I have been reading my first novel in a year this week and it feels like going home. I have missed reading and pulled the book off of my grandmother’s shelf so I think of her with every page. Wonder what she was doing when she read it. Wishing I could read it with her. Book club with ghosts. I’m thinking of ways to remember her, honor her. Thinking of systematically reading every book in her collection. Contemplating planting a blue garden in the spring. Bachelor buttons, delphinium and forget-me-nots – all her favorites, and mine.

I don’t know if this will come about. I want to honor the dead and celebrate the living but haven’t found the balance yet. Tattooed my own foot to remind me, still escapes. Next tattoo will be a string around my finger, yellow ribbon in my hair.

Wednesday, August 16, 2006

Too little, too late

I just had a moment of complete wimpy break-down sorrow reading that they have a man held on the murder of Jon Benet Ramsey. The whole deal is unbelievably awful and fucked-up.

However, it is her mother's death that really gets me. One fucking month later they find this guy? After the whole world thought she had killed her baby, including me. I'm just really hoping right now that there is another place - that she's somewhere watching, that justice may be served.

Monday, July 10, 2006

Growing pains

Jaya is away on business for two days and this afternoon when the kids and I said goodbye and headed to our friend’s pool (it was 105!) Cai was slow on the take. “You mean we won’t see Papa for two days?” he said a little panicked as we pulled out of driveway. I said yes and when I glanced in the rearview mirror his little face had crumbled as if his heart were breaking. “Honey what’s wrong?” I felt a little panicked me. “I’ll miss him” he cried as I pulled over and flagged his Papa down who reassured our sweet boy. It really took all my energy not to cry with him. He broke down again at bedtime. Partially out of exhaustion but also really because his emotions are developing as is his sense of time. He misses his Papa, I miss him too. And while we are reminded he is still a little boy, there are gigantic signs of growth as well. Today while his whiney baby brother and I bickered the way only an overtired two year-old and a cranky had-it-up-to-here foul-tempered mother could Mordecai was climbing into the refrigerator. “What are you doing?” I said in an annoyed and nasty tone that I quickly regretted. “Oh Mama, I just thought I could find Choco some yogurt to make him feel better.” Worst mother of the year award goes to…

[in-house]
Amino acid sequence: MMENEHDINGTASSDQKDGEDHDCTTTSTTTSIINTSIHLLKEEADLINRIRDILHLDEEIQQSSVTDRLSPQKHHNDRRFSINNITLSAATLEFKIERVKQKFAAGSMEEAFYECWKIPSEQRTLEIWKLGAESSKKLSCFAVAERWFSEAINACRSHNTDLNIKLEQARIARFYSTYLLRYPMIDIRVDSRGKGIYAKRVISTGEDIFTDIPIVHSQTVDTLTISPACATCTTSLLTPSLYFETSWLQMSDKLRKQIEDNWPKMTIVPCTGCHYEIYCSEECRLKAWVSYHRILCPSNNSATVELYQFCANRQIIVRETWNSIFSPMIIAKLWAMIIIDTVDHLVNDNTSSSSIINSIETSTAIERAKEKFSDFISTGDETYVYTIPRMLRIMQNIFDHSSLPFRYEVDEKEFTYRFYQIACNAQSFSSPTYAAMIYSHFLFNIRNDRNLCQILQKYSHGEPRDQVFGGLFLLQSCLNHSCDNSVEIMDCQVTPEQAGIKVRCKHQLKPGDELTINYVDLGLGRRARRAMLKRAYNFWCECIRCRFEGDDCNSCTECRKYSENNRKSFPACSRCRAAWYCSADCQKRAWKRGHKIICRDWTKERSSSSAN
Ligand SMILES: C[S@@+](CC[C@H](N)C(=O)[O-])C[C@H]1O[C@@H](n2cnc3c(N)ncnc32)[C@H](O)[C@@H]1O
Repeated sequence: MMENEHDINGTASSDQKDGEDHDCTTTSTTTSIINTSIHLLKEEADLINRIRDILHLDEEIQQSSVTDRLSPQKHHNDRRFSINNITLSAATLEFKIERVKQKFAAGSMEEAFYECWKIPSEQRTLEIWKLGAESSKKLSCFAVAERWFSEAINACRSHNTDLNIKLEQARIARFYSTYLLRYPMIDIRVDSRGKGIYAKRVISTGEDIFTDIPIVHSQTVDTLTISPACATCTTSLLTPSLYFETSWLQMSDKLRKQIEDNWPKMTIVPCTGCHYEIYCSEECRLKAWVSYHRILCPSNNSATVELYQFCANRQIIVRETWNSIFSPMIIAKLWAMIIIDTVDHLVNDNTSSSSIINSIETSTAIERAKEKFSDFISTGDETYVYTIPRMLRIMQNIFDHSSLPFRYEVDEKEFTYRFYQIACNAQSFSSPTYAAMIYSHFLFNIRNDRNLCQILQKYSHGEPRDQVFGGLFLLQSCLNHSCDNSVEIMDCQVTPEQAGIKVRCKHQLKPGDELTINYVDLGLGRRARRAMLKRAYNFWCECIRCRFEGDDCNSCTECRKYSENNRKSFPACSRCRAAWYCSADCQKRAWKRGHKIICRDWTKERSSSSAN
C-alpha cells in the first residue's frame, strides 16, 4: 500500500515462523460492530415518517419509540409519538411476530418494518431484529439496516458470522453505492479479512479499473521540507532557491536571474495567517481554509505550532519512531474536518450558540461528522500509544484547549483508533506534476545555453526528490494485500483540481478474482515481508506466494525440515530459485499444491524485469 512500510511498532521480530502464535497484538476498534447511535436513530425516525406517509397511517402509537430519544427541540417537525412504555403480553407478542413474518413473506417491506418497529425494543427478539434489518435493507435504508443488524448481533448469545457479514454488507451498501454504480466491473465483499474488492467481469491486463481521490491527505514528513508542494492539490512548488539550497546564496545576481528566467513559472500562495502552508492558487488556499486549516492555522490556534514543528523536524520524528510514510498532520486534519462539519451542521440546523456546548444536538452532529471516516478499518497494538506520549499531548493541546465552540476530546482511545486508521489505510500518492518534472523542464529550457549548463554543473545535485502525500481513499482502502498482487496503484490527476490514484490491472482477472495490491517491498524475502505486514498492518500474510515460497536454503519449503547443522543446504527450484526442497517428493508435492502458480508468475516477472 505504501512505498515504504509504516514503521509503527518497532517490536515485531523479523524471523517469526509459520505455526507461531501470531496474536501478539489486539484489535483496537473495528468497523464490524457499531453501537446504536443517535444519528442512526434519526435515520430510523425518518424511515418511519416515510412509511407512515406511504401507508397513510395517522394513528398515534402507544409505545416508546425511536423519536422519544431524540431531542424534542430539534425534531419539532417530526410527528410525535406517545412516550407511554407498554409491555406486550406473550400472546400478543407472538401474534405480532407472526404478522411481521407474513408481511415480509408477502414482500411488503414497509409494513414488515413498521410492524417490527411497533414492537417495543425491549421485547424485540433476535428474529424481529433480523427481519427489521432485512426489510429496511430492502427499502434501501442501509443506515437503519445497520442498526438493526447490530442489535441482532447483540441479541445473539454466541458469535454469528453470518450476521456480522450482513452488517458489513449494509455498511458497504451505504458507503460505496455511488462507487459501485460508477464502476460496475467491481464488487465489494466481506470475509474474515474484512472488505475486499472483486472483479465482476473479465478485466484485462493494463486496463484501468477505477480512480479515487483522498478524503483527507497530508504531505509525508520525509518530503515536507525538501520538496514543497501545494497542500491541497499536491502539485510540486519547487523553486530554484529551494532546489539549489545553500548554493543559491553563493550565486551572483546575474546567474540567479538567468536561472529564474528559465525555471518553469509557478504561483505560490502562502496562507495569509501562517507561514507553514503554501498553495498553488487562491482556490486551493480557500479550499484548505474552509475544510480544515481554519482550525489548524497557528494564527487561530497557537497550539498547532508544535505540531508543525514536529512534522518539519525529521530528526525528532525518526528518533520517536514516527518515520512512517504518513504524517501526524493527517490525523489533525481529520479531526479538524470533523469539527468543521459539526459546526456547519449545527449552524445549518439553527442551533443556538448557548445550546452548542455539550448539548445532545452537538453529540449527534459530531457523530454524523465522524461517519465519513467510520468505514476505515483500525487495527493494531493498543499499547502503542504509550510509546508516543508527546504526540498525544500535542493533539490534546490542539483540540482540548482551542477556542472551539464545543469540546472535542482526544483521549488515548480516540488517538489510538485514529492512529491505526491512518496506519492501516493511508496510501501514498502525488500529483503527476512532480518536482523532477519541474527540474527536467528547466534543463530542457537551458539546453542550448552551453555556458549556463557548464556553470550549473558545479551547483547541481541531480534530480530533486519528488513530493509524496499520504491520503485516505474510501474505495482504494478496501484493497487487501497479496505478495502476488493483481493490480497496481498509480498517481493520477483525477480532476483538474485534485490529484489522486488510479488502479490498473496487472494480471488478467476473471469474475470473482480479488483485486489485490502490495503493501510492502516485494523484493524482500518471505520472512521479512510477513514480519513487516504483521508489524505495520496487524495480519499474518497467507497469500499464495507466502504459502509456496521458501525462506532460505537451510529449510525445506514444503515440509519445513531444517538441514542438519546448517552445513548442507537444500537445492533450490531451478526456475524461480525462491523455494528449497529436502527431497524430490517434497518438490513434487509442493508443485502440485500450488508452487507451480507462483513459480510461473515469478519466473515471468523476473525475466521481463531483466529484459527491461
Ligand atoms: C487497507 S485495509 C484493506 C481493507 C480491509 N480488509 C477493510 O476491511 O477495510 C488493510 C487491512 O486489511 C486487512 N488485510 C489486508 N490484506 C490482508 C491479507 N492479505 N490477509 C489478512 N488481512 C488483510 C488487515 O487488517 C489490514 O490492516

Later I am in the backyard overseeing home improvements when the two brothers come out in their boots – Mordecai had put Choco’s on for him – this makes me tear up just writing it. Finally, when I came in from the yard again the two were busily coloring in the living room, each with a juice box. Cai had decided they needed a cool drink, he tells me.

Tonight they sleep in a room together again. My whole life is in the back of this house under quilts and surrounded by stuffed green dogs and dragons.

Wednesday, July 05, 2006

Scary, but true

These are two stories that Mordecai told me last week while we were trading scary stories on the couch. I was so impressed I asked him to tell them again while I madly typed them into my computer.

“Once upon a time there was a horse named Bucko and he loved to pick flowers and eat oats. But he always wore his horse shoes but he didn’t know what people were called. So he tried to talk to people but he couldn’t and they sent him outside. And he go’ed home and he was dressed in an Indian costume and he took his indian costume off and they sended him outside. Um, the end.”

“One day there was a castle in the woods that always had a red balloon tied to the chimney. One day a skeleton was walking along the path and he sawed the house and he said what a beautiful house ane he go’ed to see it. It was rainbow and he thougt it looked like a good place to live in and he wished he had a house like that. He went inside and found cobwebs and skeletons. More skeletons jumped out and said Boo! and they were his friends. The end.”

Then, Solomon gave it a shot:

“Da bear wuz in da woods. He say BOO! End.”

Whispering now:

“Ske-tons in da house. Day walkin and jump up and BOO! Da End.”

My heart leaps for the people who win the hearts of these two.

Stuff to remember

Cai is walking around in circles in his soccer shirt and his new Incredibles underpants. Like everyday, they are on backwards and he has removed his soccer shorts agreeing to put them on five minutes before we leave because he wants ‘everyone’ to see the picture. Everyone consists of Chocolate and myself. The former is following Cai around chanting just like his brother “T-O Robot, T-O Robot.” I have no idea what this means and I’m too tired to ask. Choco is wearing a pair of Cai’s old underpants over his diaper and a chocolate milk stained batman wife-beater. He has one yellow snow glove on his hand which is a habit that we hope does not reflect any MJ tendencies. He is talking like crazy. He is bossy as hell. One of his new favorite words is ‘actually’ which he can work into a 60 second conversation 12 times. “Achally Mama, my puppy-dog. Achally it’s mine and I’m go to da park. Achally Mama, you sit here, now! Achally Mama, we watch Little Bear?”

His other favorite new game (imitated from his brother) is that he’s a magician. His magic words are either “Magic-Patagic” or “Aga Da-daba!” The second is by far my favorite.